MedGen UID:
107468
Concept ID:
C0545080
Neoplastic Process
10.

Mantle cell lymphoma

Mantle cell lymphoma is a rare form of malignant non-Hodgkin lymphoma (see this term) affecting B lymphocytes in the lymph nodes in a region called the ``mantle zone''. [from ORDO]

MedGen UID:
798955
Concept ID:
CN205223
Disease or Syndrome
11.

Non-Hodgkin lymphoma

A typer of lymphoma characterized microscopically by the absence of multinucleated Reed-Sternberg cells. [from HPO]

MedGen UID:
776527
Concept ID:
CN182652
Finding
12.

Composite Hodgkin and non-Hodgkin lymphoma

MedGen UID:
690133
Concept ID:
C1266191
Neoplastic Process
13.

LEIOMYOMA, MULTIPLE CUTANEOUS

MedGen UID:
372056
Concept ID:
C1835485
Disease or Syndrome
14.

Hereditary leiomyomatosis and renal cell cancer

Hereditary leiomyomatosis and renal cell cancer (HLRCC) is characterized by cutaneous leiomyomata (multiple or single in 76% of affected individuals), uterine leiomyomata (fibroids), and/or a single renal tumor. Cutaneous leiomyomata appear as skin-colored to light brown papules or nodules distributed over the trunk and extremities, and occasionally on the face, and appear at a mean age of 25 years, increasing in size and number with age. Uterine leiomyomata are present in almost all females with HLRCC and tend to be numerous and large; age at diagnosis ranges from 18 to 52 years, with most women experiencing irregular or heavy menstruation and pelvic pain. Renal tumors causing hematuria, lower back pain, and a palpable mass are usually unilateral, solitary, and aggressive and range from type 2 papillary to tubulo-papillary to collecting-duct carcinomas. They occur in about 10%-16% of individuals with HLRCC; the median age of detection is 44 years. [from GeneReviews]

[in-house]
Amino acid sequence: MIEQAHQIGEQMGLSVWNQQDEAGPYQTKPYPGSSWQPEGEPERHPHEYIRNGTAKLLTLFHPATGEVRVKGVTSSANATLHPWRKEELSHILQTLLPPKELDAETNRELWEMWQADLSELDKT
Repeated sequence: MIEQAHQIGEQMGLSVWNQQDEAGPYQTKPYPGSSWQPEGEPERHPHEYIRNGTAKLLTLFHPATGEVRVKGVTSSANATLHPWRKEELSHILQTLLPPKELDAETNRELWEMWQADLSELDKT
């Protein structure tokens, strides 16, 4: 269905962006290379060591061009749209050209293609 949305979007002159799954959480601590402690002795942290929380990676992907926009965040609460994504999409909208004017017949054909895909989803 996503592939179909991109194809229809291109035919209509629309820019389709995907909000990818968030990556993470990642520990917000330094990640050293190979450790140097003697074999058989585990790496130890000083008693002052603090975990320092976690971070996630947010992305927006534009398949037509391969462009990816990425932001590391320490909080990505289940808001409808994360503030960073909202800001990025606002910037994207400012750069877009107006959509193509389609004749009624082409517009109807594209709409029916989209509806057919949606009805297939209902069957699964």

MedGen UID:
353771
Concept ID:
C1708350
Neoplastic Process
15.

Pathogenesis

specific processes that generate the ability of an organism to cause disease [from CHV]

MedGen UID:
195936
Concept ID:
C0699748
Pathologic Function
16.

Dentatorubral pallidoluysian atrophy

Dentatorubral-pallidoluysian atrophy (DRPLA) is a progressive disorder of ataxia, choreoathetosis, and dementia or character changes in adults and ataxia, myoclonus, epilepsy, and progressive intellectual deterioration in children. The age of onset is from one to 62 years with a mean age of onset of 30 years. The clinical presentation varies depending on the age of onset. The cardinal features in adults are ataxia, choreoathetosis, and dementia. Cardinal features in children are progressive intellectual deterioration, behavioral changes, myoclonus, and epilepsy. [from GeneReviews]

MedGen UID:
155630
Concept ID:
C0751781
Disease or Syndrome
17.

Mantle cell lymphoma

A form of non-Hodgkin lymphoma having a usually diffuse pattern with both small and medium lymphocytes and small cleaved cells. It accounts for about 5% of adult non-Hodgkin lymphomas in the United States and Europe. The majority of mantle-cell lymphomas are associated with a t(11;14) translocation resulting in overexpression of the CYCLIN D1 gene (GENES, BCL-1). [from MeSH]

MedGen UID:
87278
Concept ID:
C0334634
Neoplastic Process
18.

Finding

The result of an examination or inquiry. [from NCI]

MedGen UID:
66215
Concept ID:
C0243095
Finding
19.

Clinical finding

clinical manifestations that can be either objective when observed by a physician, or subjective when perceived by the patient. [from CRISP]

MedGen UID:
19974
Concept ID:
C0037088
Sign or Symptom
20.

Malignant lymphoma, non-Hodgkin

Any of a large group of cancers of lymphocytes (white blood cells). NHLs can occur at any age and are often marked by lymph nodes that are larger than normal, fever, and weight loss. There are many different types of NHL. These types can be divided into aggressive (fast-growing) and indolent (slow-growing) types, and they can be formed from either B-cells or T-cells. B-cell NHLs include Burkitt lymphoma, chronic lymphocytic leukemia/small lymphocytic lymphoma (CLL/SLL), diffuse large B-cell lymphoma, follicular lymphoma, immunoblastic large cell lymphoma, precursor B-lymphoblastic lymphoma, and mantle cell lymphoma. T-cell NHLs include mycosis fungoides, anaplastic large cell lymphoma, and precursor T-lymphoblastic lymphoma. Lymphomas that occur after bone marrow or stem cell transplantation are usually B-cell NHLs. Prognosis and treatment depend on the stage and type of disease. [from NCI]

MedGen UID:
6160
Concept ID:
C0024305
Neoplastic Process